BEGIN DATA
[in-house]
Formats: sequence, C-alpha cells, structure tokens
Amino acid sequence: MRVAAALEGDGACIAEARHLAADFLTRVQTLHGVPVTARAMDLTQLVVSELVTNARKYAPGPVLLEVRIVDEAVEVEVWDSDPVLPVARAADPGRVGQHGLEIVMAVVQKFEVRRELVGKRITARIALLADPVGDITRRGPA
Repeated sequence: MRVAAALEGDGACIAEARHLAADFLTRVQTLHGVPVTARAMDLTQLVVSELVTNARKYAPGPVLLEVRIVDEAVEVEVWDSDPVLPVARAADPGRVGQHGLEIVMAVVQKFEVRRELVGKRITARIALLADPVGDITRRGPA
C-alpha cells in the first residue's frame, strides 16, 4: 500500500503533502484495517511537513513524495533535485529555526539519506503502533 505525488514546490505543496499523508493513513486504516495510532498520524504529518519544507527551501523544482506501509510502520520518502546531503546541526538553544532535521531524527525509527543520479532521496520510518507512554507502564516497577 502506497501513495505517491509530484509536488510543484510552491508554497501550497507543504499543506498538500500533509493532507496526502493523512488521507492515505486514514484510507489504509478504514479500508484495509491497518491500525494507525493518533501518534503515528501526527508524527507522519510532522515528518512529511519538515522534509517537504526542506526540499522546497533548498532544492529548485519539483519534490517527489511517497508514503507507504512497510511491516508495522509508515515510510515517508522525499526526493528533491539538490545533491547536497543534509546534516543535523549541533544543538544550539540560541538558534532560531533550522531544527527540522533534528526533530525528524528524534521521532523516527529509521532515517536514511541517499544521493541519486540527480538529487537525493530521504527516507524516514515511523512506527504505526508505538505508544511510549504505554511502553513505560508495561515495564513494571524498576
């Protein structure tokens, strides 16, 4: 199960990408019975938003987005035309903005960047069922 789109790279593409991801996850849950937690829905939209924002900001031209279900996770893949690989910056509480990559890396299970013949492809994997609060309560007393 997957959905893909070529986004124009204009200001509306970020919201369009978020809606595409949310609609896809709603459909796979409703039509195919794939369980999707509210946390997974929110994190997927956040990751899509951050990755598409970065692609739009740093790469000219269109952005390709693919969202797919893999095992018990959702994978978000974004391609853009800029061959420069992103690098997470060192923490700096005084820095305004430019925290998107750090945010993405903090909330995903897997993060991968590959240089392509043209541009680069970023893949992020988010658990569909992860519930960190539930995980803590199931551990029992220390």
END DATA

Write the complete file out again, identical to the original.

[in-house]
Formats: sequence, C-alpha cells, structure tokens
Amino acid sequence: MRVAAALEGDGACIAEARHLAADFLTRVQTLHGVPVTARAMDLTQLVVSELVTNARKYAPGPVLLEVRIVDEAVEVEVWDSDPVLPVARAADPGRVGQHGLEIVMAVVQKFEVRRELVGKRITARIALLADPVGDITRRGPA
Repeated sequence: MRVAAALEGDGACIAEARHLAADFLTRVQTLHGVPVTARAMDLTQLVVSELVTNARKYAPGPVLLEVRIVDEAVEVEVWDSDPVLPVARAADPGRVGQHGLEIVMAVVQKFEVRRELVGKRITARIALLADPVGDITRRGPA
C-alpha cells in the first residue's frame, strides 16, 4: 500500500503533502484495517511537513513524495533535485529555526539519506503502533 505525488514546490505543496499523508493513513486504516495510532498520524504529518519544507527551501523544482506501509510502520520518502546531503546541526538553544532535521531524527525509527543520479532521496520510518507512554507502564516497577 502506497501513495505517491509530484509536488510543484510552491508554497501550497507543504499543506498538500500533509493532507496526502493523512488521507492515505486514514484510507489504509478504514479500508484495509491497518491500525494507525493518533501518534503515528501526527508524527507522519510532522515528518512529511519538515522534509517537504526542506526540499522546497533548498532544492529548485519539483519534490517527489511517497508514503507507504512497510511491516508495522509508515515510510515517508522525499526526493528533491539538490545533491547536497543534509546534516543535523549541533544543538544550539540560541538558534532560531533550522531544527527540522533534528526533530525528524528524534521521532523516527529509521532515517536514511541517499544521493541519486540527480538529487537525493530521504527516507524516514515511523512506527504505526508505538505508544511510549504505554511502553513505560508495561515495564513494571524498576
């Protein structure tokens, strides 16, 4: 199960990408019975938003987005035309903005960047069922 789109790279593409991801996850849950937690829905939209924002900001031209279900996770893949690989910056509480990559890396299970013949492809994997609060309560007393 997957959905893909070529986004124009204009200001509306970020919201369009978020809606595409949310609609896809709603459909796979409703039509195919794939369980999707509210946390997974929110994190997927956040990751899509951050990755598409970065692609739009740093790469000219269109952005390709693919969202797919893999095992018990959702994978978000974004391609853009800029061959420069992103690098997470060192923490700096005084820095305004430019925290998107750090945010993405903090909330995903897997993060991968590959240089392509043209541009680069970023893949992020988010658990569909992860519930960190539930995980803590199931551990029992220390």